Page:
9 things you can do to help wild birds this summer

The weather is warming up nicely here in the northern hemisphere, and chances are that most of us are spending as much time outdoors as possible. You’ve probably noticed a lot more bird activity recently: the warmer months are critical for birds, as they need to raise their young and eat as much as they can in order to migrate safely back home, but are your own actions helping or hindering their wellbeing? Songbird numbers have decreased dramatically in recent years because of pesticides and air/water contamination (not to mention domestic and feral cats, wind turbines, window glass, and habitat loss), so the more we can do to help the little winged ones, the better. Read on to find out how you can help them.

1. Don’t Attempt to “Rescue” Baby Birds

In order for baby birds to learn how to fly, they need to be encouraged out of the nest. If you find a baby bird on the ground, don’t pick it up and take it inside: it’s more than likely that the parents are nearby, and are teaching the little one how to fend for itself. The exception to this rule is if you find an obviously injured bird that seems to be in distress—if that’s the case, you can place it in a towel-lined box and take it to a local wildlife rehabilitation or rescue center for care.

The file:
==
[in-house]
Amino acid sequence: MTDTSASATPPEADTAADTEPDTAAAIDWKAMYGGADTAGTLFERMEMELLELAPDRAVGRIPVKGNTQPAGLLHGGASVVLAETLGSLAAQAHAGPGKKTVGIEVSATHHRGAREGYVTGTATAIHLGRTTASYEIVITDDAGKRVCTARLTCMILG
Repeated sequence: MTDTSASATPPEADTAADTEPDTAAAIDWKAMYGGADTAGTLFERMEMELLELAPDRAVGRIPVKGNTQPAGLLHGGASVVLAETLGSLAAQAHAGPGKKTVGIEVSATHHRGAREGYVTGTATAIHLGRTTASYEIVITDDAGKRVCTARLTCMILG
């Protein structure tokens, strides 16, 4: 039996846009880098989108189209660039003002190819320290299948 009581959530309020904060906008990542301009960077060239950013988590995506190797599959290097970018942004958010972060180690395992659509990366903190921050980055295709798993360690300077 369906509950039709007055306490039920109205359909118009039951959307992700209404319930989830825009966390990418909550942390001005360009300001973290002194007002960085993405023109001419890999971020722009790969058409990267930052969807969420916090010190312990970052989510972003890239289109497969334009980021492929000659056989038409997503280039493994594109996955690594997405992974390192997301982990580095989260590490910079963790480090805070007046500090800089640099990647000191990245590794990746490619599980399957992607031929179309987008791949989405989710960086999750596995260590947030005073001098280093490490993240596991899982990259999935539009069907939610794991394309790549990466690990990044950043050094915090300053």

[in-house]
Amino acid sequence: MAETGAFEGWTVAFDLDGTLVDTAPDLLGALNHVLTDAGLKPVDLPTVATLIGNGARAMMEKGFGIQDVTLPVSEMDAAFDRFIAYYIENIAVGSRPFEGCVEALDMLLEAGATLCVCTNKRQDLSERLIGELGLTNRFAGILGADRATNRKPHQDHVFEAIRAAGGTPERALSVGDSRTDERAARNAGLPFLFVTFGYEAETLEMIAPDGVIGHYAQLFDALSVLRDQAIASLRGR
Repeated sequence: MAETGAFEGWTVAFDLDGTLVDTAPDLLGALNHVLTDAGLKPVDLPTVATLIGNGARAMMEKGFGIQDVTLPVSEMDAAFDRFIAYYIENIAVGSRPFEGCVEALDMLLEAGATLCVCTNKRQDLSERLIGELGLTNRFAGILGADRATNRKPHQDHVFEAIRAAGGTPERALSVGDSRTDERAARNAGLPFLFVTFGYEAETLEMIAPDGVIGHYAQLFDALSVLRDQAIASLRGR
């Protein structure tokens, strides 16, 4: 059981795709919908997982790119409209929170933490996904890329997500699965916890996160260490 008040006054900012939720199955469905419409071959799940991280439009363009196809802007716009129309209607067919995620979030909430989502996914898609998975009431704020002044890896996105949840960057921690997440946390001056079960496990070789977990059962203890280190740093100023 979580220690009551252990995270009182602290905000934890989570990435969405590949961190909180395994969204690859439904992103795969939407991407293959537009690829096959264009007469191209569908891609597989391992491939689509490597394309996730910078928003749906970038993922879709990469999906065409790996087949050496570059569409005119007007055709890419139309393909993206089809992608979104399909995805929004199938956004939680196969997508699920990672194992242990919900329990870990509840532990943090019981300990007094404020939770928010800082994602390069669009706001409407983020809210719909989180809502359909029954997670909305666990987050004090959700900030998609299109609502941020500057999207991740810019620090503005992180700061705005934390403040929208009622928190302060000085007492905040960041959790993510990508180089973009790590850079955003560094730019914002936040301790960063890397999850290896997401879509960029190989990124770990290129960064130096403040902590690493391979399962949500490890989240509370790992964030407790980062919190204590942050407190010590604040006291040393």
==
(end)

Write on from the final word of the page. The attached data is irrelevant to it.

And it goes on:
2. Provide Fresh Food and Water

Although birds can find a lot of food out in the wild during the summer, they do appreciate fresh seed scattered around, and a source of fresh water is super-important too. If you have a birdbath or water feature, please make sure to clean it regularly, and keep it filled with fresh water. If you have hummingbird feeders around your home, make sure that they’re cleaned often and that the sugar water within them is replaced before it starts to ferment (estimate 3-5 days depending on sun/heat exposure).

Related: Attracting Pollinators – Plants that Encourage Bees, Butterflies, and Birds to Visit

3. Keep Cats and Dogs Away from Birds

Yes, your pet cat undoubtedly likes to wander around outside, but free-roaming cats are responsible for the deaths of billions of birds each year, and the ones most vulnerable to their attacks are fledglings, as they spend a lot of time on the ground and aren’t strong enough (or fast enough) to fly away at the first sign of danger. Keep cats indoors, and your dogs on leashes. If you have to let your cat out, then put a bell on its collar so birds get a warning before getting pounced upon.

4. Let Your Land Go a Little Wild

Native plants can provide great sources of food and shelter for birds throughout the summer and autumn, so feel free to neglect part of your property in support of bird welfare. (It’s also a great excuse to avoid mowing the entire lawn…) Seed-bearing indigenous plants in particular are of great benefit, as are those that attract the pollinating insects that many birds feast on. Try not to trim your trees until fall so you don’t disturb nesting birds, and avoid mowing large fields or roadsides until mid August: ground-nesting birds as well as rabbits will be vulnerable all through July, so please let them grow up safely.

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1 Comment

  1. argalite April 30, 2015 at 3:04 pm

    A bell does little to notify birds of cats. Birds are more tuned to colors than the sound of a metallic bell. Scrunchies on a cats collar work well:


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